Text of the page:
that her new and gigantic stock of Parisian fashions has
just arrived from London. Mademoiselle M'Whirter
begs to announce to the haut-ton in the environs of
John-o'-Groat's that she has this instant returned from
Paris with her dazzling and beautiful collection of spring

In common with the birds, the trees, the meadows,
in common with the Sun, with Dyson, with all nature,
in fact, I yielded to the irresistible spring impulse homo
sum^ nihil humani a me alienum, &c. I acknowledge the
influence of the season, and ordered a new coat, waist-
coat, and tr in short, a new suit. Now, having

worn it for a few days, and studied the effect which it
has upon the wearer, I thought that perhaps an essay
upon new clothes and their influence might be attended
with some profit both to the public and the writer.

One thing is certain. A man does not have a new
suit of clothes every day; and another general proposi-
tion may be advanced, that a man in sporting a coat for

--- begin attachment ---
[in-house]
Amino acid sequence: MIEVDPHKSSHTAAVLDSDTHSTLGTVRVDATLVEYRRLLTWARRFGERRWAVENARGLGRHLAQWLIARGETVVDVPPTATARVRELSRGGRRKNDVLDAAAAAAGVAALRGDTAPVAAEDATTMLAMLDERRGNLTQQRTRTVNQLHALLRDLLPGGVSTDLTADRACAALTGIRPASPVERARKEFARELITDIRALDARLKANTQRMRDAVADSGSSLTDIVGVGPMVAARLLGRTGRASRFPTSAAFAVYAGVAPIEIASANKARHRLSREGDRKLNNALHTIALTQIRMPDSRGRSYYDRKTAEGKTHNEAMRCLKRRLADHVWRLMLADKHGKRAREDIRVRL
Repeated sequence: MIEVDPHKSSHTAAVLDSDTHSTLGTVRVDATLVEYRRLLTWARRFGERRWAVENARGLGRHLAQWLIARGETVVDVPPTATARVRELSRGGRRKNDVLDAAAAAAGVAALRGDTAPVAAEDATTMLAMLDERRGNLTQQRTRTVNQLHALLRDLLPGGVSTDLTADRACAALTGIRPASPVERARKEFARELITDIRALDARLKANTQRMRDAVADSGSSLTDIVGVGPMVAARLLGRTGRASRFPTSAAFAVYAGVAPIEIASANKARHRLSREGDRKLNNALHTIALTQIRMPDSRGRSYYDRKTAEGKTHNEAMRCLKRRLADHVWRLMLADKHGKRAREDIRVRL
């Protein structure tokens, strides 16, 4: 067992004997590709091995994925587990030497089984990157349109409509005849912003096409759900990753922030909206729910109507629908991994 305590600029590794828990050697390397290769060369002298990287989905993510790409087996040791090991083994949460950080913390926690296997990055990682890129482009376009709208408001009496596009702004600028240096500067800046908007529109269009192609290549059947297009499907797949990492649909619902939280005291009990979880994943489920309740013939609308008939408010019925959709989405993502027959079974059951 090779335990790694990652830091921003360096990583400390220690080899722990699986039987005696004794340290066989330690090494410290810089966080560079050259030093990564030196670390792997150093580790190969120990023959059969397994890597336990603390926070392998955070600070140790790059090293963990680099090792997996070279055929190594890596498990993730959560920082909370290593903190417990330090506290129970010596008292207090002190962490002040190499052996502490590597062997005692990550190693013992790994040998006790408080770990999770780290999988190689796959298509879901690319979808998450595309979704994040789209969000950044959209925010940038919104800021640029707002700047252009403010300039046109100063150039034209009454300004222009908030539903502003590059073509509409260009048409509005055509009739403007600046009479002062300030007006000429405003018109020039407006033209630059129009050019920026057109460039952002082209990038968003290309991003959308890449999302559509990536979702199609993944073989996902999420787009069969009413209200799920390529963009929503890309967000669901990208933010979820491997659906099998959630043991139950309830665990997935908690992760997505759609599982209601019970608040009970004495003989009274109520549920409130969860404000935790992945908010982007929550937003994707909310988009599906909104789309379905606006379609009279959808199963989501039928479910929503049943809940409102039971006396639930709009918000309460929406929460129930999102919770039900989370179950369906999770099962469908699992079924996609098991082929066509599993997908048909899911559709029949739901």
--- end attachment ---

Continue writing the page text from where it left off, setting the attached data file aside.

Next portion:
the first time is either

agreeably affected, or
disagreeably affected, or
not affected at all,

which latter case I don't believe. There is no man,


however accustomed to new clothes, but must feel some
sentiment of pride in assuming them, no philosopher,
however calm, but must remark the change of raiment.
Men consent to wear old clothes for ever, nay, feel a
pang at parting with them for new ; but the first
appearance of a new garment is always attended with

Even the feeling of shyness, which makes a man
ashamed of his splendour, is a proof of his high sense of
it. What causes an individual to sneak about in corners
and shady places, to avoid going out in new clothes of a
Sunday, lest he be mistaken for a snob ? Sometimes
even to go the length of ordering his servant to powder
his new coat with sand, or to wear it for a couple of
days, and remove the gloss thereof? Are not these
manoeuvres proofs of the effects of new coats upon
mankind in general?

As this notice will occupy at least ten pages (for
a reason that may be afterwards mentioned) I
intend, like the great philosophers who have always
sacrificed themselves for the public good, imbibing
diseases, poisons, and medicines, submitting to opera-
tions, inhaling asphyxiations, &c., in order that they
might note in themselves the particular phenomena of
the case, in like manner, I say, I intend to write this
essay in five several coats, viz :